Homeland Security agents cooperated with the Justice Department’s “Fast and Furious” operation that allowed firearms to flow to suspected gun traffickers, despite knowing some of the tactics violated strict department policies on tracking smugglers, according to an inspector general’s report.
Homeland Security Inspector General Charles K. Edwards said supervisors and investigators from Immigration and Customs Enforcement failed to report the policy conflicts up the chain of command, leaving the department’s senior-level officials in the dark.
ICE agents connected to the operation said they believed their role was to cooperate with the Justice Department’s Bureau of Alcohol, Tobacco, Firearms and Explosives, which was running the sting.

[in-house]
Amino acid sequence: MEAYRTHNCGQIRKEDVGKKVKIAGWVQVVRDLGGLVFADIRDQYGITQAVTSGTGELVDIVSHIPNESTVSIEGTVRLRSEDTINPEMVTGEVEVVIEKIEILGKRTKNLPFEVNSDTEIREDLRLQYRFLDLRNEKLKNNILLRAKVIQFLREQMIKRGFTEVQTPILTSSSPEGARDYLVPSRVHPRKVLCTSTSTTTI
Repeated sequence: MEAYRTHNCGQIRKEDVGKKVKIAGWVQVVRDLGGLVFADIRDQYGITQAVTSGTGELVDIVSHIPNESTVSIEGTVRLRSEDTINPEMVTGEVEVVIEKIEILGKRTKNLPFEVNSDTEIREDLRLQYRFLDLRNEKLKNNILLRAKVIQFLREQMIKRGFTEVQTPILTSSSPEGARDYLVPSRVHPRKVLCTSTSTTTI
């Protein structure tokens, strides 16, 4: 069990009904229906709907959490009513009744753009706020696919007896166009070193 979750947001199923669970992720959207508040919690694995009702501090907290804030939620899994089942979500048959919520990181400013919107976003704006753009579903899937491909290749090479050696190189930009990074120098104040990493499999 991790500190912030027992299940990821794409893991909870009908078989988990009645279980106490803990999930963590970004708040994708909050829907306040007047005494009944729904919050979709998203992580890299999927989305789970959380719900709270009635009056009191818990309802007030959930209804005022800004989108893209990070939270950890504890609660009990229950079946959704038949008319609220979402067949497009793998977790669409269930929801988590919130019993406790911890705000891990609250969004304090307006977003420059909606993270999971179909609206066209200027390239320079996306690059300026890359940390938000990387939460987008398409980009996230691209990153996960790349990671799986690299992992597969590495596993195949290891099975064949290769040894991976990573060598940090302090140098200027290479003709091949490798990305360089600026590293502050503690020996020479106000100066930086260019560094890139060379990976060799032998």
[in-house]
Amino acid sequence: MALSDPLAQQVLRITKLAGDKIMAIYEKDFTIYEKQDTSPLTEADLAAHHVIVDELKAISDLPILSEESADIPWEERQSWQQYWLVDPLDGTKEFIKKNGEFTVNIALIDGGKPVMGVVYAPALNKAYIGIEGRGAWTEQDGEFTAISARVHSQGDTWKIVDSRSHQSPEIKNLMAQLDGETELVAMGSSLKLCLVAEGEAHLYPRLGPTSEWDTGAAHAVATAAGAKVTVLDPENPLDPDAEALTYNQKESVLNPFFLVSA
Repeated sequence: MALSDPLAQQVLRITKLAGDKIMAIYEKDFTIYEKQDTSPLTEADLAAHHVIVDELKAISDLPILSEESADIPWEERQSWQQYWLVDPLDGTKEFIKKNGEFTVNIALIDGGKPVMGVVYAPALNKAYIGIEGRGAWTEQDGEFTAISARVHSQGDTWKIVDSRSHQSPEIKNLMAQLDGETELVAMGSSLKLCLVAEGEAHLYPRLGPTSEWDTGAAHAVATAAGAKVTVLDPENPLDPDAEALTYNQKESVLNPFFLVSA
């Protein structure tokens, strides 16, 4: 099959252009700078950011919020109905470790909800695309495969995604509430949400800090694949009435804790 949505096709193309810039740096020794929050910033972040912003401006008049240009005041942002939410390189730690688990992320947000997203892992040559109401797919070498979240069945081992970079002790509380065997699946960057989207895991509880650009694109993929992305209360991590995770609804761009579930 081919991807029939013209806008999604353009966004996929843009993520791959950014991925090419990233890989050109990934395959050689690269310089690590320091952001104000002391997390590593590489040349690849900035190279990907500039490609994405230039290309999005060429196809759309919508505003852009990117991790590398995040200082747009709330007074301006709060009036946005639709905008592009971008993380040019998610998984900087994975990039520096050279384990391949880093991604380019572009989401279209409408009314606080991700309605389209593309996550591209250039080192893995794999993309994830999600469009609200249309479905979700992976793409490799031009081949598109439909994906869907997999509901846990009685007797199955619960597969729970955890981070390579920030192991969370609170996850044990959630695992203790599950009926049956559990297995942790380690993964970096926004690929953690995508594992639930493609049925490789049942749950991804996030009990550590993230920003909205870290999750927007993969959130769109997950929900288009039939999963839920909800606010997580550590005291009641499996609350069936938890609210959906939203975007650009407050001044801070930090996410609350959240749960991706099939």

The Office of the Assistant Attorney General allegedly asked an ICE investigative unit in Arizona to stop certain investigations into weapons smuggling in order to avoid disrupting the gun-walking operation, according to the report. The Justice Department has denied that such a request occurred.
The ATF launched Fast and Furious as a way to build cases against weapons smugglers. The program caused a public uproar after two guns purchased by a suspect showed up at the crime scene where Border Patrol agent Brian Terry was killed in 2010.
Edwards essentially cleared Homeland Security’s top Washington brass of blame in the operation, saying they “had no awareness of the methodology.” The inspector general’s report said senior department officials did not learn of Fast and Furious until after Terry was murdered in 2010.
Rep. Bennie G. Thompson (D-Miss.), ranking member of the House Homeland Security Committee, released a statement last Friday saying Fast and Furious “clearly violated ICE policy regarding weapons smuggling investigations” and that the failure of ICE leadership to report the problems to agency headquarters was “very troubling.”
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